In an excerpt from the article, we read:
In Genesis, we find the story of Abraham and Isaac. Abraham’s faith that he is doing what God demands blinds him. Seeing only his duty to God, he cannot see his son. By turning violence into God’s will, Abraham denies Isaac’s pain. So he takes Isaac to the top of the mountain. He binds him. He lays him on top of the wood. He raises the knife. And in that moment, with a deadly weapon raised above his child, he sees Isaac and imagines a different ending. And only when he sees Isaac, can he put the knife down. God did not need Abraham’s faith; Isaac did.
But this isn't what we learn the story means in Sunday school, right? We're taught that Abraham was tested by God to see if he would really do what God asked him to do: "Take your son, your only son Isaac, whom you love, and go to the land of Moriah, and offer him there as a burnt offering on one of the mountains of which I shall tell you" (Genesis 22:2). There are similar stories in the Old Testament which speak of God's requests (nay, demands) for death and destruction, even in light of the constant calls of God's true prophets for "justice and mercy."
The point Sarah is making is an excellent one. We can read back into history whatever purpose we desire - the colorful and sometimes violent history of the Jewish people, or the Catholic Church, for instance, can be viewed in light of being "God's chosen people" or "the army of God." In those instances, the violent acts are justified (by those looking on) if they resulted in successes, and condemned if the consequences were dire instead. We posthumously assign the "will of God" to our actions. The writer of this portion of Genesis may well have "read back into" the story of Abraham the current zeitgeist for violence as God's will: we destroyed the Amalekites in battle, so surely it was God's will that we destroy the Amalekites; so surely also we must also assume it was God's will to test Abraham via a violent act, because what else would truly test Abraham's faith in the will of God? In these instances, too, of "selective" historical recording, we see denial - denial of other peoples (cultures, nations, etc) as human beings. In saying "one nation under God," we imply that other nations may not be; depending on our penchant for our religion, therefore, we may see those nations not "under God" immediately as less worthy.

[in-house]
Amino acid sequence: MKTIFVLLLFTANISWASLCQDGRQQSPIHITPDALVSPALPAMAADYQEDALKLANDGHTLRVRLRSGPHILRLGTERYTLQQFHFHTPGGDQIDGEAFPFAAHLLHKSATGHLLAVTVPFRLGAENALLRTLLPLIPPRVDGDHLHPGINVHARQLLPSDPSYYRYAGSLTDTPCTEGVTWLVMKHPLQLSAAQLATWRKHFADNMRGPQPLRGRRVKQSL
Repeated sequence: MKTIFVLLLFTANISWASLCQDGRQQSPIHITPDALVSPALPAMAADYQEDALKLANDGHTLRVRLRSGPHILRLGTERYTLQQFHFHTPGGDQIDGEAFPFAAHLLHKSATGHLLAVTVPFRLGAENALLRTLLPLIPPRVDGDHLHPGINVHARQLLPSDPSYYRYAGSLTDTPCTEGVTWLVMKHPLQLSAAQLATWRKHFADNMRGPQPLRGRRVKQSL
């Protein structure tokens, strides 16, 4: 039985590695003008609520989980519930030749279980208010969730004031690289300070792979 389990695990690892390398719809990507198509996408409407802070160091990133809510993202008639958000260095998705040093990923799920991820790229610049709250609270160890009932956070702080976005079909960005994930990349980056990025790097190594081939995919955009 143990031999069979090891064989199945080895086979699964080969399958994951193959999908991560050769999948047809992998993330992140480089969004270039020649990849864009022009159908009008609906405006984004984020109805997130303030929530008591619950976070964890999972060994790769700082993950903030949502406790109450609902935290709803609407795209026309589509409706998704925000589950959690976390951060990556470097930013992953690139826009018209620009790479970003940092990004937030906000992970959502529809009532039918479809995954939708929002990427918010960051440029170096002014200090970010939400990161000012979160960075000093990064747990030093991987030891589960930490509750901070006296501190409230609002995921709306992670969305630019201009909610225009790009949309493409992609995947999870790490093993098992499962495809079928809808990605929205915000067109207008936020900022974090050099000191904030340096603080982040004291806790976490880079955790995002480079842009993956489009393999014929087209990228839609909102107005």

In the end, the call is for action: action is necessary to end denial, to end selective remembrance of history, to end torture and end our disgusting justification of violence against other human beings. Whether it be secular or spiritual, the call is the same, and the end result is that we find ourselves that much closer to the kingdom of heaven.